US election 2012: Iowa caucus set for early January
Iowa Republicans have confirmed they will hold their presidential nominating caucus on 3 January 2012.
The vote was originally scheduled for February, but then Nevada set its date for 14 January.
Florida Republicans were the first to upset the calendar, when they moved forward their primary to 31 January.
Caucuses are town-hall style contests where voters decide which candidates win a group vote. Primaries are more traditional ballot votes.
Iowa's caucus and New Hampshire's state primary election are usually the first set of nominating contests, but Nevada and Florida's actions have left New Hampshire with fewer available dates in early 2012.
Florida's decision to schedule its ballot before March was in breach of national Republican party rules.
But it is Nevada's mid-January date that has "exacerbated" the scheduling problem for the so-called "first in the nation" contests, said Iowa Republican party chairman Matt Strawn.
Nevada has "unnecessarily crowded the January calendar", Mr Strawn said, adding: "Time remains for Nevada to respect the process, honour tradition and rectify the problem in a way that will restore order to the nomination calendar."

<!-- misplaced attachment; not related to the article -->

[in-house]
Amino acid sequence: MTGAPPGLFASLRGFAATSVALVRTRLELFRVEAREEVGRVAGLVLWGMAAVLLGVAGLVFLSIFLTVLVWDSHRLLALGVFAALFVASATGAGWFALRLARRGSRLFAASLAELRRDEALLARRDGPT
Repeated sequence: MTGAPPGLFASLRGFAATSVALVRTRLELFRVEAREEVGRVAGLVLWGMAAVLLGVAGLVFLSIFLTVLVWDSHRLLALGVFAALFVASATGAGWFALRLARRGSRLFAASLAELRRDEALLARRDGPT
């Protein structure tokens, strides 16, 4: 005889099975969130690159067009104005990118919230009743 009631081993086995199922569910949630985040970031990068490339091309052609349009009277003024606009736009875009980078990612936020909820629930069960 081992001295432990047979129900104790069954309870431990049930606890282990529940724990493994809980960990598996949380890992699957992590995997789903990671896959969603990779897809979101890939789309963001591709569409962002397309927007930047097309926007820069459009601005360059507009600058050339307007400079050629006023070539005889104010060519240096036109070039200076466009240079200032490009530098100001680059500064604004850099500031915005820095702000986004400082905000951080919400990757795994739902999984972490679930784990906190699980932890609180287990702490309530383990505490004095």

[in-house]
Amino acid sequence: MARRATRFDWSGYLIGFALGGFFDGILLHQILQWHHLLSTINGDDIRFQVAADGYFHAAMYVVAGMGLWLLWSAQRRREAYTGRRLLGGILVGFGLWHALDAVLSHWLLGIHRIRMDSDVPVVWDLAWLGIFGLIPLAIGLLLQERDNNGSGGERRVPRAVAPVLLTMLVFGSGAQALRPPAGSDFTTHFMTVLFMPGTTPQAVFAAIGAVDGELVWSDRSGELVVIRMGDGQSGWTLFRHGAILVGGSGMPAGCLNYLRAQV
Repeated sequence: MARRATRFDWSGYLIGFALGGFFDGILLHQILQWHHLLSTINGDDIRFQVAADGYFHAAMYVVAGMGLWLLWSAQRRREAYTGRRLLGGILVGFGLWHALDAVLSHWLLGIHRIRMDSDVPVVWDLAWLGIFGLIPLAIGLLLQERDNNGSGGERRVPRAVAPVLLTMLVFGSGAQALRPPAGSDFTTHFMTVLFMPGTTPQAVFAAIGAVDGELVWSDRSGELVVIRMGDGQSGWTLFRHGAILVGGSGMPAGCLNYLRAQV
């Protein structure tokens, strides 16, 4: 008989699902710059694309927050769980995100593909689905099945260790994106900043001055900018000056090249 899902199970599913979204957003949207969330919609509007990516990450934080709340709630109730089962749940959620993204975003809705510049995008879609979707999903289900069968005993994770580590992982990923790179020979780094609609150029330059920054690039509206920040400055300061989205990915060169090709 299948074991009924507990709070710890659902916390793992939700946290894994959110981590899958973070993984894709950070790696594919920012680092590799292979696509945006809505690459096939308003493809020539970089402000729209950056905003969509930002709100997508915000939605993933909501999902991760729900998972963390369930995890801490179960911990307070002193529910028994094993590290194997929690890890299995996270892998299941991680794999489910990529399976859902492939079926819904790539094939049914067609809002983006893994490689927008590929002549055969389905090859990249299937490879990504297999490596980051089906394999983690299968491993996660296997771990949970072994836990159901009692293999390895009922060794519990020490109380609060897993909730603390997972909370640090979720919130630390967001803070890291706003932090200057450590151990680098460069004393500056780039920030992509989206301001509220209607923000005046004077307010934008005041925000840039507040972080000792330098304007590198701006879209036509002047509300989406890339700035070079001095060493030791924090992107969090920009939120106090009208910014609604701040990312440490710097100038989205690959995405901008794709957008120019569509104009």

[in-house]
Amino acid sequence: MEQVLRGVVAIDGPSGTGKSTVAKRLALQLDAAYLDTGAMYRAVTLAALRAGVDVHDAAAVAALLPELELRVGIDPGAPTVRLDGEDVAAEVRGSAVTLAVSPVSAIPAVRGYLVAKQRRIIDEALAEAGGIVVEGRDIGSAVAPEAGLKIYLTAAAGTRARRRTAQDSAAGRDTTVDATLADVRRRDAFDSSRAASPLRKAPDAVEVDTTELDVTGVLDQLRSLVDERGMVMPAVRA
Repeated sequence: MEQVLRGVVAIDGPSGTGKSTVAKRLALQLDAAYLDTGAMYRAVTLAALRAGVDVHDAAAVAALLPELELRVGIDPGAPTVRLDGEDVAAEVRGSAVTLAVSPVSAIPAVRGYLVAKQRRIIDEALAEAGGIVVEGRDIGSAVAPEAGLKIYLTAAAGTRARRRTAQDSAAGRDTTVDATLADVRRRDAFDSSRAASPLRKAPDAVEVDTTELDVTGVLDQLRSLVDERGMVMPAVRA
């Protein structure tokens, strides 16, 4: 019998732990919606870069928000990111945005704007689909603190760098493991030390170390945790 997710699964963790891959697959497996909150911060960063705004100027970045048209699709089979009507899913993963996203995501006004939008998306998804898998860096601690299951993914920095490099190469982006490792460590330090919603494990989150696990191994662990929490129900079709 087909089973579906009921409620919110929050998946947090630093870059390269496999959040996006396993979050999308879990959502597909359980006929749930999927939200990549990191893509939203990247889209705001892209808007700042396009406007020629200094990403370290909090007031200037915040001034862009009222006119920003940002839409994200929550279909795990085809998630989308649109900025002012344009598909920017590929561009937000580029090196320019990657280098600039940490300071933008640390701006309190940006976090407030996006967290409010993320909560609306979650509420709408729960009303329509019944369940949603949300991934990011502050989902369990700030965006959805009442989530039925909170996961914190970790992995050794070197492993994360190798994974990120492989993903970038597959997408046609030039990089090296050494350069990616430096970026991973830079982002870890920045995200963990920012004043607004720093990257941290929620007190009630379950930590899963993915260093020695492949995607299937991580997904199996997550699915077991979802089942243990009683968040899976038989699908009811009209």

Democratic Senate Majority Leader Harry Reid has backed the move by Nevada Republicans.
A Reid aide told the Associated Press news agency that Nevada Democrats would hold their caucus on 14 January too, in solidarity with Nevada Republicans.
New Hampshire is now threatening to hold its primary in December, unless Nevada delays its vote.
New Hampshire could still leapfrog Iowa's date, but that would now mean scheduling in December around the holiday season.
New Hampshire Secretary of State Bill Gardner has the sole authority in his state to set the primary.
Mr Gardner's office told the Des Moines Register that while 10 January has been suggested, the state would not set its primary on that date as long was Nevada was scheduled for later the same week.
Correspondents say holding nominating contests so close together prevents candidates from capitalising on their success from one primary to the other, and often favours existing frontrunners.
Republican candidate Jon Huntsman has gone as far as focusing his entire campaign on New Hampshire.
Mr Huntsman, whose campaign is in financial trouble, says he will boycott the Nevada primary because of the date the state has set.
Five Republican candidates have followed suit, leaving former Massachusetts Governor Mitt Romney, Texas Governor Rick Perry and Senator Ron Paul campaigning in the state. But Mr Romney and Mr Perry have the most cash on hand.
Mr Huntsman will also boycott a Republican debate hosted in Nevada on Tuesday.